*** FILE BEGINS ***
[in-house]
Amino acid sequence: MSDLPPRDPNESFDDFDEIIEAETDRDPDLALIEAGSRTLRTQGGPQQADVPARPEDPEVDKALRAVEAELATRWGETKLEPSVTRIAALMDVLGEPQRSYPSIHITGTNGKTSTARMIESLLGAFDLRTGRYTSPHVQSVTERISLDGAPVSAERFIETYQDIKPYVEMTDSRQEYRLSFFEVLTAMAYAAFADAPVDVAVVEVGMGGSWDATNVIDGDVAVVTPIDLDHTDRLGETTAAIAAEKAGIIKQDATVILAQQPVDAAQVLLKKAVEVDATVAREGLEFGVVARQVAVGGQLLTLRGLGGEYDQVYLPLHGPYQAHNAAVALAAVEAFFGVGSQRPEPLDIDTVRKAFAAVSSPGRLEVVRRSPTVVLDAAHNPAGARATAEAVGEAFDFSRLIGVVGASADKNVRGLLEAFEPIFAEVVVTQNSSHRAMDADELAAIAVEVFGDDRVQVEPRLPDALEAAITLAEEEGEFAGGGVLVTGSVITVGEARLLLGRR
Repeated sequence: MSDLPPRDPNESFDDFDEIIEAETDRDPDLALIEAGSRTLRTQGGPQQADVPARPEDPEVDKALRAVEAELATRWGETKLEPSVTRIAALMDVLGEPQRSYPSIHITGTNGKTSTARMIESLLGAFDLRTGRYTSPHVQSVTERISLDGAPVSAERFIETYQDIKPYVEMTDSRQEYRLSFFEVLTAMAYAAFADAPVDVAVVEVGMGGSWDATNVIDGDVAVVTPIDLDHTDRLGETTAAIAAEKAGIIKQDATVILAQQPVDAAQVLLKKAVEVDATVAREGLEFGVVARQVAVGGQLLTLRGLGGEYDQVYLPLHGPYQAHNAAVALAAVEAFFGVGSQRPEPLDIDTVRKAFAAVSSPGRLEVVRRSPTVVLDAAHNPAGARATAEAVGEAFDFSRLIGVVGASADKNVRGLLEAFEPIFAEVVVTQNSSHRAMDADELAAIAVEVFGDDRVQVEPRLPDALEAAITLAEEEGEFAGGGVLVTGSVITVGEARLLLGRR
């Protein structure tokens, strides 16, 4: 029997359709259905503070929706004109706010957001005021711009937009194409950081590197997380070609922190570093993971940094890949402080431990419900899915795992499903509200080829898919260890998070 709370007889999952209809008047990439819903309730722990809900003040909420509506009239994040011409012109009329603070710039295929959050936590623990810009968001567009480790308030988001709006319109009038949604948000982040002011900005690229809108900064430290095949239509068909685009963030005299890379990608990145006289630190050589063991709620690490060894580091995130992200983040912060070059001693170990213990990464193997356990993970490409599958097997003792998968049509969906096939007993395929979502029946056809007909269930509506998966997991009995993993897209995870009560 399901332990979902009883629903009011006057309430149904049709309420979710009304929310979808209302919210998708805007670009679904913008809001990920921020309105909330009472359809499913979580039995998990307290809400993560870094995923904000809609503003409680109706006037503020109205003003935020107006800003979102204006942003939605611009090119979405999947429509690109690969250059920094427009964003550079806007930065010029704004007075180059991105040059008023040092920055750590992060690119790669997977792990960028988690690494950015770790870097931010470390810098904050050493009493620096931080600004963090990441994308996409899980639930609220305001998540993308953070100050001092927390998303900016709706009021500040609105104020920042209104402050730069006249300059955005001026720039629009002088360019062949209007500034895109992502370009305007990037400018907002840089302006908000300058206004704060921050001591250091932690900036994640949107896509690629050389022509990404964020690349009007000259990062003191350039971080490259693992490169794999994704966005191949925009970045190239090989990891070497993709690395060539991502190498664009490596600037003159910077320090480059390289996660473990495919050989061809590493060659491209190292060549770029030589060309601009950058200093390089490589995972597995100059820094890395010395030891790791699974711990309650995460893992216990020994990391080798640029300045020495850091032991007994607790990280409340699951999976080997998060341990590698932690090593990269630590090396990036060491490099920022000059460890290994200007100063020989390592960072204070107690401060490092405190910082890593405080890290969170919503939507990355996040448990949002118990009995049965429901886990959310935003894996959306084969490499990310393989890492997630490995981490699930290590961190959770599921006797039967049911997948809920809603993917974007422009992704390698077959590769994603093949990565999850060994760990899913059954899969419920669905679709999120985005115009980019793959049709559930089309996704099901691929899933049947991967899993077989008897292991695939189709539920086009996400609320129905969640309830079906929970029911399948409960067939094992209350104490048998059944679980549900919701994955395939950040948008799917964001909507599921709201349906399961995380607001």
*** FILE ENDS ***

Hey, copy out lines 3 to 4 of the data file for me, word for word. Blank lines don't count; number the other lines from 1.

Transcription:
Repeated sequence: MSDLPPRDPNESFDDFDEIIEAETDRDPDLALIEAGSRTLRTQGGPQQADVPARPEDPEVDKALRAVEAELATRWGETKLEPSVTRIAALMDVLGEPQRSYPSIHITGTNGKTSTARMIESLLGAFDLRTGRYTSPHVQSVTERISLDGAPVSAERFIETYQDIKPYVEMTDSRQEYRLSFFEVLTAMAYAAFADAPVDVAVVEVGMGGSWDATNVIDGDVAVVTPIDLDHTDRLGETTAAIAAEKAGIIKQDATVILAQQPVDAAQVLLKKAVEVDATVAREGLEFGVVARQVAVGGQLLTLRGLGGEYDQVYLPLHGPYQAHNAAVALAAVEAFFGVGSQRPEPLDIDTVRKAFAAVSSPGRLEVVRRSPTVVLDAAHNPAGARATAEAVGEAFDFSRLIGVVGASADKNVRGLLEAFEPIFAEVVVTQNSSHRAMDADELAAIAVEVFGDDRVQVEPRLPDALEAAITLAEEEGEFAGGGVLVTGSVITVGEARLLLGRR
């Protein structure tokens, strides 16, 4: 029997359709259905503070929706004109706010957001005021711009937009194409950081590197997380070609922190570093993971940094890949402080431990419900899915795992499903509200080829898919260890998070 709370007889999952209809008047990439819903309730722990809900003040909420509506009239994040011409012109009329603070710039295929959050936590623990810009968001567009480790308030988001709006319109009038949604948000982040002011900005690229809108900064430290095949239509068909685009963030005299890379990608990145006289630190050589063991709620690490060894580091995130992200983040912060070059001693170990213990990464193997356990993970490409599958097997003792998968049509969906096939007993395929979502029946056809007909269930509506998966997991009995993993897209995870009560 399901332990979902009883629903009011006057309430149904049709309420979710009304929310979808209302919210998708805007670009679904913008809001990920921020309105909330009472359809499913979580039995998990307290809400993560870094995923904000809609503003409680109706006037503020109205003003935020107006800003979102204006942003939605611009090119979405999947429509690109690969250059920094427009964003550079806007930065010029704004007075180059991105040059008023040092920055750590992060690119790669997977792990960028988690690494950015770790870097931010470390810098904050050493009493620096931080600004963090990441994308996409899980639930609220305001998540993308953070100050001092927390998303900016709706009021500040609105104020920042209104402050730069006249300059955005001026720039629009002088360019062949209007500034895109992502370009305007990037400018907002840089302006908000300058206004704060921050001591250091932690900036994640949107896509690629050389022509990404964020690349009007000259990062003191350039971080490259693992490169794999994704966005191949925009970045190239090989990891070497993709690395060539991502190498664009490596600037003159910077320090480059390289996660473990495919050989061809590493060659491209190292060549770029030589060309601009950058200093390089490589995972597995100059820094890395010395030891790791699974711990309650995460893992216990020994990391080798640029300045020495850091032991007994607790990280409340699951999976080997998060341990590698932690090593990269630590090396990036060491490099920022000059460890290994200007100063020989390592960072204070107690401060490092405190910082890593405080890290969170919503939507990355996040448990949002118990009995049965429901886990959310935003894996959306084969490499990310393989890492997630490995981490699930290590961190959770599921006797039967049911997948809920809603993917974007422009992704390698077959590769994603093949990565999850060994760990899913059954899969419920669905679709999120985005115009980019793959049709559930089309996704099901691929899933049947991967899993077989008897292991695939189709539920086009996400609320129905969640309830079906929970029911399948409960067939094992209350104490048998059944679980549900919701994955395939950040948008799917964001909507599921709201349906399961995380607001």